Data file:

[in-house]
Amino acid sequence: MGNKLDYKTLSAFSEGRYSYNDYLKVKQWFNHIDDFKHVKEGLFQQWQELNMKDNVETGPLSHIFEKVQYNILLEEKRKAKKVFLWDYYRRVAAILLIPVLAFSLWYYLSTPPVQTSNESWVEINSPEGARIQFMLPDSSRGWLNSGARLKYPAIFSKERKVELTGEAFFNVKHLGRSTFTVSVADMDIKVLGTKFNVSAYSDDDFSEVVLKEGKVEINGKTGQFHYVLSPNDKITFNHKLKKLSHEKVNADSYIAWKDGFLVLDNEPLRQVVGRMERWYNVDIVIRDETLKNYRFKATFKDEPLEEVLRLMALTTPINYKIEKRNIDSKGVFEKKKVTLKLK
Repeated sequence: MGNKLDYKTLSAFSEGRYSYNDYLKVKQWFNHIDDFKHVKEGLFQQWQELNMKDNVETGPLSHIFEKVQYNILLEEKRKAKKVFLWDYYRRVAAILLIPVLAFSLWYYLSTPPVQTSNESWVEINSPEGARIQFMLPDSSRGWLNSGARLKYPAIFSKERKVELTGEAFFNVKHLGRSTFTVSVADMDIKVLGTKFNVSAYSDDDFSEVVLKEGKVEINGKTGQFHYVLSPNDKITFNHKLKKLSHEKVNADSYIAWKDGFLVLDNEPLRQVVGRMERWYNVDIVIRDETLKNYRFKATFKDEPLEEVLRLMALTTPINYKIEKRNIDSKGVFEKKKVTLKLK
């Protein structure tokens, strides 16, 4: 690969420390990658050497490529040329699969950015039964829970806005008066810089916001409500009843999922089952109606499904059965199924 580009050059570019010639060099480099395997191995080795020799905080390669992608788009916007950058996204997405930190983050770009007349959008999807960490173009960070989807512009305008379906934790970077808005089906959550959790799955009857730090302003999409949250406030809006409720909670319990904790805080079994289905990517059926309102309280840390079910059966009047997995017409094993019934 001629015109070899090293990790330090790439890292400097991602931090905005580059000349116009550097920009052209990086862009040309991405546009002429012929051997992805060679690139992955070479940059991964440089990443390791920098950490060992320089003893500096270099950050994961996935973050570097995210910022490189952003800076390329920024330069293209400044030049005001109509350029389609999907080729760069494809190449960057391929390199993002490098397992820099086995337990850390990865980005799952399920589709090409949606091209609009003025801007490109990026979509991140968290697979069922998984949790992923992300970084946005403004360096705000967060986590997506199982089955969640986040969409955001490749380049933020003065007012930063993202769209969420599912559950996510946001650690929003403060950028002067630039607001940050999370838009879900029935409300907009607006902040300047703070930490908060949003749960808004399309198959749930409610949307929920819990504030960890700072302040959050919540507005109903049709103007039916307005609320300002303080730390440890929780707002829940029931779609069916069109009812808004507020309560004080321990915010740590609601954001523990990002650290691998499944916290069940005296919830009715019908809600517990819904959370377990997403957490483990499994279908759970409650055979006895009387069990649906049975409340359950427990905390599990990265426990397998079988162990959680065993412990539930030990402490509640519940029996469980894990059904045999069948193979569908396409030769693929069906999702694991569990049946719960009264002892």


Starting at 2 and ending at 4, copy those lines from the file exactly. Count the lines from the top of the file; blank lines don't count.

Amino acid sequence: MGNKLDYKTLSAFSEGRYSYNDYLKVKQWFNHIDDFKHVKEGLFQQWQELNMKDNVETGPLSHIFEKVQYNILLEEKRKAKKVFLWDYYRRVAAILLIPVLAFSLWYYLSTPPVQTSNESWVEINSPEGARIQFMLPDSSRGWLNSGARLKYPAIFSKERKVELTGEAFFNVKHLGRSTFTVSVADMDIKVLGTKFNVSAYSDDDFSEVVLKEGKVEINGKTGQFHYVLSPNDKITFNHKLKKLSHEKVNADSYIAWKDGFLVLDNEPLRQVVGRMERWYNVDIVIRDETLKNYRFKATFKDEPLEEVLRLMALTTPINYKIEKRNIDSKGVFEKKKVTLKLK
Repeated sequence: MGNKLDYKTLSAFSEGRYSYNDYLKVKQWFNHIDDFKHVKEGLFQQWQELNMKDNVETGPLSHIFEKVQYNILLEEKRKAKKVFLWDYYRRVAAILLIPVLAFSLWYYLSTPPVQTSNESWVEINSPEGARIQFMLPDSSRGWLNSGARLKYPAIFSKERKVELTGEAFFNVKHLGRSTFTVSVADMDIKVLGTKFNVSAYSDDDFSEVVLKEGKVEINGKTGQFHYVLSPNDKITFNHKLKKLSHEKVNADSYIAWKDGFLVLDNEPLRQVVGRMERWYNVDIVIRDETLKNYRFKATFKDEPLEEVLRLMALTTPINYKIEKRNIDSKGVFEKKKVTLKLK
């Protein structure tokens, strides 16, 4: 690969420390990658050497490529040329699969950015039964829970806005008066810089916001409500009843999922089952109606499904059965199924 580009050059570019010639060099480099395997191995080795020799905080390669992608788009916007950058996204997405930190983050770009007349959008999807960490173009960070989807512009305008379906934790970077808005089906959550959790799955009857730090302003999409949250406030809006409720909670319990904790805080079994289905990517059926309102309280840390079910059966009047997995017409094993019934 001629015109070899090293990790330090790439890292400097991602931090905005580059000349116009550097920009052209990086862009040309991405546009002429012929051997992805060679690139992955070479940059991964440089990443390791920098950490060992320089003893500096270099950050994961996935973050570097995210910022490189952003800076390329920024330069293209400044030049005001109509350029389609999907080729760069494809190449960057391929390199993002490098397992820099086995337990850390990865980005799952399920589709090409949606091209609009003025801007490109990026979509991140968290697979069922998984949790992923992300970084946005403004360096705000967060986590997506199982089955969640986040969409955001490749380049933020003065007012930063993202769209969420599912559950996510946001650690929003403060950028002067630039607001940050999370838009879900029935409300907009607006902040300047703070930490908060949003749960808004399309198959749930409610949307929920819990504030960890700072302040959050919540507005109903049709103007039916307005609320300002303080730390440890929780707002829940029931779609069916069109009812808004507020309560004080321990915010740590609601954001523990990002650290691998499944916290069940005296919830009715019908809600517990819904959370377990997403957490483990499994279908759970409650055979006895009387069990649906049975409340359950427990905390599990990265426990397998079988162990959680065993412990539930030990402490509640519940029996469980894990059904045999069948193979569908396409030769693929069906999702694991569990049946719960009264002892």